For Immediate Release
August 21, 2009
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Sonshine Communications
(305) 948-8063

(BPRW) Single gender classrooms: Breaking down stereotypes?

(BLACK PR WIRE) (August 22, 2009) -- Schools segregated by gender seemingly went out of fashion in the 1970’s yet proponents of this system of simultaneously educating boys and girls, just in different classrooms or schools, are affecting a comeback of the old system. Public schools across the nation, many in predominantly African American locales, are utilizing this system of separating the girls from the boys in hopes of improving reading and math scores by alleviating distractions.

According to statistics provided by the National Association for Single Sex Public Education (NASSPE) website, single-sex schools break down gender stereotypes. Girls are most likely to study computer science and technology in single-sex education environments than girls educated in a coed facility. Furthermore these girls are more likely to compete in and excel at competitive sports than are girls attending coed schools. Boys attending single gender schools are said to study more openly renouncing the notion that studying and academic success is “not cool.”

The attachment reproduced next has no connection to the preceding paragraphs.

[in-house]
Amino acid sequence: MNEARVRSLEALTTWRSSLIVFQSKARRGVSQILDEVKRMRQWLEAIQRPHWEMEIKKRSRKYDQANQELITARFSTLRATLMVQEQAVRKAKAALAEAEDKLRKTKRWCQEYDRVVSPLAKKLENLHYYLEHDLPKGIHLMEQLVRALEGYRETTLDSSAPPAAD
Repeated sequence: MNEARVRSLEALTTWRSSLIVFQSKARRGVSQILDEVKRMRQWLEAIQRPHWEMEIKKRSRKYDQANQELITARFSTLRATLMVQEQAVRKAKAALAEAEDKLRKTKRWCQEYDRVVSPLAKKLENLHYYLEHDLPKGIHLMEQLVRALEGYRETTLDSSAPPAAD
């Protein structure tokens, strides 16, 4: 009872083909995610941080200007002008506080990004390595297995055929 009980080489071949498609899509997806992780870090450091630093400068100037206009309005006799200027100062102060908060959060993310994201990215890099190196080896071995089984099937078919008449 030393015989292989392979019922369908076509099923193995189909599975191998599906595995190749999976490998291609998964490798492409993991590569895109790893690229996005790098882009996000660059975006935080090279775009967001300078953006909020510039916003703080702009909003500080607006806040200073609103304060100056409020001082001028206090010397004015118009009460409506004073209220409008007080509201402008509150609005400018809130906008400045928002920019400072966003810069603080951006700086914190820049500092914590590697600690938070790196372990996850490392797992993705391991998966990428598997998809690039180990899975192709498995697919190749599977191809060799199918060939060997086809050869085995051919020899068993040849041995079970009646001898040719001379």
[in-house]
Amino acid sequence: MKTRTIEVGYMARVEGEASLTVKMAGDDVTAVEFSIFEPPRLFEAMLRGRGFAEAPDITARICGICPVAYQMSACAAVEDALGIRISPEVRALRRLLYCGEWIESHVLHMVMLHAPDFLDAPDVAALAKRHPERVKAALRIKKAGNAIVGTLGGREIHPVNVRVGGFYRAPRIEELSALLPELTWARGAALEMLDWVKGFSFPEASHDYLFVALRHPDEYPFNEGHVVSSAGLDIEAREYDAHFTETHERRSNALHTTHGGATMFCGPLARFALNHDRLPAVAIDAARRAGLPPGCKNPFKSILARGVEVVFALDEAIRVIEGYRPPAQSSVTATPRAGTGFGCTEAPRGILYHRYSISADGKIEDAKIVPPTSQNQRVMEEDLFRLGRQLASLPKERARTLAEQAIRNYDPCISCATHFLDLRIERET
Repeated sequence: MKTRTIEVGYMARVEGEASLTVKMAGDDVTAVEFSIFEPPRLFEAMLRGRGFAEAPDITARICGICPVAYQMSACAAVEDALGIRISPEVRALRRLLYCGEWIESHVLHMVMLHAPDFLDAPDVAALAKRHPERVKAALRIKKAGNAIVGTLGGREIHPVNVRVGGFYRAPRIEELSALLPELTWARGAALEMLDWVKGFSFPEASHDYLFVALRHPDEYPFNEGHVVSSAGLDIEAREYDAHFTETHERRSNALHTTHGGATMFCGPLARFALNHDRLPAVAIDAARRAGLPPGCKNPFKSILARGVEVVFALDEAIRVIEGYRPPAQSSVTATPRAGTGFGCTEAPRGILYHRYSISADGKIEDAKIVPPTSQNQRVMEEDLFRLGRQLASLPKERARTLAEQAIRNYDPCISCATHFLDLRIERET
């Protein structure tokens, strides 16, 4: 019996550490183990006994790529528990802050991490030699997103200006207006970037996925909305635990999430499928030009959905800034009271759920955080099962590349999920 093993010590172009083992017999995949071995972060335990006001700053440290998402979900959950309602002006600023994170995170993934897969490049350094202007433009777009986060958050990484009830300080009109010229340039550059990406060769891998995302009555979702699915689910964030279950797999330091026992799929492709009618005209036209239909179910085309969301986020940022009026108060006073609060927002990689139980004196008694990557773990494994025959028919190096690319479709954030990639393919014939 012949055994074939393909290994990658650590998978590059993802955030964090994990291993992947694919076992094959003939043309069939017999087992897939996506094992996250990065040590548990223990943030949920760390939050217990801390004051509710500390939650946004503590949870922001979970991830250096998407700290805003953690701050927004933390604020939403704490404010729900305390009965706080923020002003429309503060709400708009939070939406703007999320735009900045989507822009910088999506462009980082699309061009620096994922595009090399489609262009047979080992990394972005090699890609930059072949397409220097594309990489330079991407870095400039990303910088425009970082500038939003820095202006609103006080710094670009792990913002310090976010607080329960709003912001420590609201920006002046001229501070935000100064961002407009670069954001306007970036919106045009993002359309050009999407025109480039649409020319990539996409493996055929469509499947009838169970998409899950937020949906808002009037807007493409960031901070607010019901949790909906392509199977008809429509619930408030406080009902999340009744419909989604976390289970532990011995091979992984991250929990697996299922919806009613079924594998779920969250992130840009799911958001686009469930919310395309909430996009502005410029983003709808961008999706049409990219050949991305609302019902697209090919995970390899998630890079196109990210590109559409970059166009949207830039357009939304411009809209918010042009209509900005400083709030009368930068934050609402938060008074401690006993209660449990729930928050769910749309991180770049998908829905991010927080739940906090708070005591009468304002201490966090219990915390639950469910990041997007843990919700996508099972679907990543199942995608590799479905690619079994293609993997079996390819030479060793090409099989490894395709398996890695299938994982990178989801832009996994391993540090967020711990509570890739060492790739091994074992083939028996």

Opponents of same-sex education state that this method of educating youth could end up stereotyping and discriminating against students based on gender. While boys and girls do often learn in different ways due to the subtle differences in their brain trajectories, not all girls and boys learn the same way or have the same strengths. Proponents of this education initiative, on the other hand, opine that because girls and boys are so diverse in their interests and strengths, single gender environments offer the unique and extraordinary education opportunity for both to excel academically without being labeled or stereotyped based on their gender. Perhaps only time, student opinion and test scores will tell.